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You Won't be a Good Manager if Can't Let Someone Go
by Greg Holsclaw on 10/18/12 05:04:00 pm   Expert Blogs   Featured Blogs

The following blog post, unless otherwise noted, was written by a member of Gamasutra’s community.
The thoughts and opinions expressed are those of the writer and not Gamasutra or its parent company.

 

You are FiredPaging Donald Trump!!! Do indie devs and indie studios stay mediocre or bad because they won't part ways with someone not pulling their weight?

"You Won't be a Good Manager if Can't Let Someone Go" were the words a close friend utter to me in the midst of my latest project. But is it true?


Must you go through the pain of letting someone go before you can really be good at managing a project/studio?

Let's discuss in the comments, because I haven't decided yet, but I will give one main thought on why it happened for me. NOTE: Is related to our upcoming game, Lab Bunnies.
_______________________________________

I am sure there are plenty of MBA courses that have tread this ground well, but I want to share my experiences over the last few months. I will keep the details to a minimum since the project did get back on its feet, but after a replacement was made. The first person wasn't bad, might contract out to them again if the timing and projects align, but they just didn't in this case and so a change needed to be made.

I came from the start-up world, where one mantra is 'Hire fast, fire faster'. But as a team leader, I was never directly in the chain of command that made personnel changes (I advised/interviewed candidates for hiring and was consulted on a few potential layoffs). But I never had to pull that trigger and have that tough talk.

The weight of first trying to fix the issues (second chances, re-rolled deadlines, ….) while knowing that if things didn't improve was a great motivator to try and get it right without having to go the distance and lay someone off. Since I had never let someone go before, I was avoiding it like the plaque. Give another chance. Find a workaround for the issues. Try to find new motivations to keep them engaged.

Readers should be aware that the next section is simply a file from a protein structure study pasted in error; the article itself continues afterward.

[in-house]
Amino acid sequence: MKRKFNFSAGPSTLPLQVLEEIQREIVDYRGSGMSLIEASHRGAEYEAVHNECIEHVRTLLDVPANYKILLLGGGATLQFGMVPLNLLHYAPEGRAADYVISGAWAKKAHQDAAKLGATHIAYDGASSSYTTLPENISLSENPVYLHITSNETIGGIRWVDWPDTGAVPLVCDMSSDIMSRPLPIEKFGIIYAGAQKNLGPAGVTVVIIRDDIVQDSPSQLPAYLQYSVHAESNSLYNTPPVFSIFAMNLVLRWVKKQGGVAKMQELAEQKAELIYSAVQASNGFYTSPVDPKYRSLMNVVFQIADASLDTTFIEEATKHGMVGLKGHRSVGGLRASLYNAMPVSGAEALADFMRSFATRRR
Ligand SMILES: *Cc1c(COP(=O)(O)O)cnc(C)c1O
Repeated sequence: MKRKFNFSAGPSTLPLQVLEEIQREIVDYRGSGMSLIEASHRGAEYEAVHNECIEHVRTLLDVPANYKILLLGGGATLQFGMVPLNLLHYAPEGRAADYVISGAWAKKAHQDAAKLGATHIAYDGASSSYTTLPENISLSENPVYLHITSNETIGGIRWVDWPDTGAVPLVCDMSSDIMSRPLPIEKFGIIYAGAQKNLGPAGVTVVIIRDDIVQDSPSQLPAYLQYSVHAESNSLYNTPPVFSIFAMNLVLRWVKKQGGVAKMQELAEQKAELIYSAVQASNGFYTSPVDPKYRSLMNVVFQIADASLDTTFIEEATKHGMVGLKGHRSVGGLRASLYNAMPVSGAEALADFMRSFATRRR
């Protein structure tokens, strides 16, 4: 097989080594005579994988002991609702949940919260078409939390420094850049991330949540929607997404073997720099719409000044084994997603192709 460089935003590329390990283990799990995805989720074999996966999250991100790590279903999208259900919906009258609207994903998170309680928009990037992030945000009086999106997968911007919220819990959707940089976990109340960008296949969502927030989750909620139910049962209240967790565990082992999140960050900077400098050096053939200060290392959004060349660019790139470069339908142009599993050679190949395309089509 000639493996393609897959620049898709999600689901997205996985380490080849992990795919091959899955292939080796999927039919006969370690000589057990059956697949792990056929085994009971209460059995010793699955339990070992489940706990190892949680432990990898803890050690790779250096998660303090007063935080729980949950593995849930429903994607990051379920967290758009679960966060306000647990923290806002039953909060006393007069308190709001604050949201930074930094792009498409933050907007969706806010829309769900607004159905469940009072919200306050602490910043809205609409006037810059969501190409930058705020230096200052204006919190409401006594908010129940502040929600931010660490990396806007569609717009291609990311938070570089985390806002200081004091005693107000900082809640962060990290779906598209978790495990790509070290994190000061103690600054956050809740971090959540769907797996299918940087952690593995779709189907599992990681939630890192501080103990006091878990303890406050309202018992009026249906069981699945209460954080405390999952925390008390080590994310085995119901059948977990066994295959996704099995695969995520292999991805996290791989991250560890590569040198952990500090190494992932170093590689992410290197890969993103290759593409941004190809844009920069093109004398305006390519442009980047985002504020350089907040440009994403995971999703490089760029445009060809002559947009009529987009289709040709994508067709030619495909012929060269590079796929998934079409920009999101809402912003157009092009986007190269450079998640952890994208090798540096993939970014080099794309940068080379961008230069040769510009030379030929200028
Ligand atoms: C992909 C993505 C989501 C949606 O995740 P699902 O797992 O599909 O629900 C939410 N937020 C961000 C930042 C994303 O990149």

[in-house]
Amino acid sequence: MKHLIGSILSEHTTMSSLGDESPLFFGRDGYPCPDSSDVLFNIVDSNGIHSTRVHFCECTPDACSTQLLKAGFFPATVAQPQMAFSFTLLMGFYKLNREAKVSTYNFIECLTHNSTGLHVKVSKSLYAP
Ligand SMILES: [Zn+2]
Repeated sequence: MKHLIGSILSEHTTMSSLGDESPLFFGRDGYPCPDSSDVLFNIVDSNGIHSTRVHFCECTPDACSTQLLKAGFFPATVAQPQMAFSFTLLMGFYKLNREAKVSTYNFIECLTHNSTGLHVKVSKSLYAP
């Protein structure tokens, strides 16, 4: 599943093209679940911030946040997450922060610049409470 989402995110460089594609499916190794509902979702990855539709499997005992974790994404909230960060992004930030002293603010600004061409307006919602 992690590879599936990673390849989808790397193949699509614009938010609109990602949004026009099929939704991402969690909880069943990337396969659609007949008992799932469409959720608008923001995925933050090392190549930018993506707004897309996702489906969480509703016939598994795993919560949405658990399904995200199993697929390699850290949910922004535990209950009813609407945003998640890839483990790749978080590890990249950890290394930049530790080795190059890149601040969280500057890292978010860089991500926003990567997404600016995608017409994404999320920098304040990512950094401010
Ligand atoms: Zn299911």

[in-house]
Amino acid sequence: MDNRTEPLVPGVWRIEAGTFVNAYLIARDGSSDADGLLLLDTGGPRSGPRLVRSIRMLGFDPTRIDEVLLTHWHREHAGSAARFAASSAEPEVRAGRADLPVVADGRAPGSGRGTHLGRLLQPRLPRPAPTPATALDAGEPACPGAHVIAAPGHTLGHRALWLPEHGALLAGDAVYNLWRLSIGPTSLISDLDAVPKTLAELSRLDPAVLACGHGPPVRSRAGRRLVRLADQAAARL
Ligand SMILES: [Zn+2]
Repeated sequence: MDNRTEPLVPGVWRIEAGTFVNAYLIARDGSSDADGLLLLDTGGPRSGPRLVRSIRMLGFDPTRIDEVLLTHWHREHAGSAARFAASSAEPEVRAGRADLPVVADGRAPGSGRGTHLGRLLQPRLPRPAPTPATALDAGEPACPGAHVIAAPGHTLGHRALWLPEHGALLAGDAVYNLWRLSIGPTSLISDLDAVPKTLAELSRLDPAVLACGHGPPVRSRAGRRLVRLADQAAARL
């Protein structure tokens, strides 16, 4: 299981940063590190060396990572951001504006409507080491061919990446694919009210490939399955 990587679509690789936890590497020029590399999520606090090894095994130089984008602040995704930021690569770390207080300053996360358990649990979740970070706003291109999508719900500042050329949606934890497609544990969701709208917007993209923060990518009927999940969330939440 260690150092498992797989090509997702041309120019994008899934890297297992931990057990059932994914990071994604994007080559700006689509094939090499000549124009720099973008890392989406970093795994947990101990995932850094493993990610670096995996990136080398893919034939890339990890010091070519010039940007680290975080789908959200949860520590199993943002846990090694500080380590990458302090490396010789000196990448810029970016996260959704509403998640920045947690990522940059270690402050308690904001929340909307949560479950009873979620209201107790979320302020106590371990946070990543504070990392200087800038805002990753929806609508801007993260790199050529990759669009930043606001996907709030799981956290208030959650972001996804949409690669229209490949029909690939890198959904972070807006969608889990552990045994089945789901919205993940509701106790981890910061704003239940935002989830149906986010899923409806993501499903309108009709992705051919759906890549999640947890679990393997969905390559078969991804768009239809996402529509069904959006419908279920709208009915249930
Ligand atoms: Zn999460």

Nope, none of it was working. That is when a close friend who was watching me struggle uttered that opening refrain. From the outside they could see the project was going to fail because I couldn't move to replace a team member. And if the project fails, in indie studios at least, the chance of the whole studio failing goes through the roof. So I made the change, made a bunch a waves, hurt some feelings, but not as bad as I thought it would shake out, and we finished the project.

But can a studio do great things without going through this process? I sure hope so.


At Least I Learned Something - It was my fault!

Taking responsibility as the manager of a studio or project is the first step to doing it better next time. If you have to let a contractor or employee go, then the person who brought them onto the team is in responsible. On reflection, the first person (only person) to blame was myself.

Was their skill level matched to the task? Was their compensation set properly to motivate them? Was the project novel enough to keep their interest? Did they fit into the project's culture?

These, and more, are the questions you should have nailed down before adding that team member. If later you find out they aren't a fit, or aren't motivated, it is your fault for not digging deeper at the beginning.

For me, I rushed past all these questions. The other main team member recommended an individual for certain tasks. As a friend-of-a-friend, I moved forward with the person.

Later, as deadlines were missed and quality declined, I found out:
- Skills for some of the project tasks were lacking (wanted to learn new stuff)
- Availability was much more spotty than originally communicated
- Compensation mix was off (rev-share mix didn't motivate, as it does some people with a desire to 'own' a project)

Solution: We hired a hourly paid contractor whose compensation and skill set matched exactly the tasks we needed to accomplish, and whose availability was there to rush the project along. We took 2 weeks, numerous paid samples and trials until finding the right person.

Main Takeaway - A short-cut in hiring produces many more delays than taking weeks or a month on the front end to find the right people.
_______________________

So back to my original question, primed for discussion:

Must you go through the pain of letting someone go before you can really be good at managing a project/studio?

 

PS: Check out our new iPhone 5 ready game, Lab Bunnies. Coming Thursday, Oct 25.


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